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Diode is the simplest electronic components with only one PN junction.

Diode has two electrodes: anode and cathode. Having one PN junction, diode is highly non-linear component with capability of conducting current in only one direction. This feature is called rectification. Ohm’s law is not applicable to the diode.


I-V characteristic of common diode is given in figure bellow.

If diode is forward biased, and voltage is higher then threshold voltage, current grows exponentially with respect to diode voltage. Threshold voltage is usually 0.5-0.6V for silicon diodes, and 0.2V for Schottky diodes. Due to steep characteristic, it is very helpful to model forward bias diode as ideal voltage generator with voltage of 0.6V-0.7V for silicon diodes, and 0.3V for Schottky diodes.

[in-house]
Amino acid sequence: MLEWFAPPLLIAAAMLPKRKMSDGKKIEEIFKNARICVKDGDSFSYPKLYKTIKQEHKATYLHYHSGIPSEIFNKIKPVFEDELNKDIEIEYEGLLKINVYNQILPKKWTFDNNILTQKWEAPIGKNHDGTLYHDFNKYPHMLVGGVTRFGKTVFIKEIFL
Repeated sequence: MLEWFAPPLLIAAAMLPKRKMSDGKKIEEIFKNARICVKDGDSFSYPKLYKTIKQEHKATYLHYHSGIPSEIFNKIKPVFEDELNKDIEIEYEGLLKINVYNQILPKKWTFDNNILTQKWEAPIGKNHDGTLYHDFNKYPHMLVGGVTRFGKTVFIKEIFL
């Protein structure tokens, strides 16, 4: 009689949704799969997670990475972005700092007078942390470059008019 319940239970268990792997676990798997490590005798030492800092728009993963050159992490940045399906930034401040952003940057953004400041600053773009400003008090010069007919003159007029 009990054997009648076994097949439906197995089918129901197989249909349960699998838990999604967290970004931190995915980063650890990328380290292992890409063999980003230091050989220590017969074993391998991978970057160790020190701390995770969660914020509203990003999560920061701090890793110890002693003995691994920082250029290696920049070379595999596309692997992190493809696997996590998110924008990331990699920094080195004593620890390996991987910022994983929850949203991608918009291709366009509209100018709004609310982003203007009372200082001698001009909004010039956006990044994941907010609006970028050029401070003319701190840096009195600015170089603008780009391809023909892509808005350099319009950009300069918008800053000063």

Since diode conducting current in only one direction, diodes are widely used for converting alternating current into direct current (in diode bridge for example). Such diodes operate in forward biased region while conducting and in inverse biased region while cutting off negative voltage from the load. Most common diodes for this purpose are:

  • Silicon diode
  • Schottky diode

Some types of the diodes are designed to operate exclusively in inverse biased region of I-V characteristic. These are:

  • Zener diode (breakdown voltage)
  • Varicap diode
  • Photo diode

Some other types are designed to operate exclusively in forward biased region, such as:

  • Tunnel (Esaki) diode
  • LED diode

Even though all the diodes consist of just one PN junction, depending of technology and applied materials, there are many different types of diodes which are used for different purposes. Diode application schemes supported in this site are:

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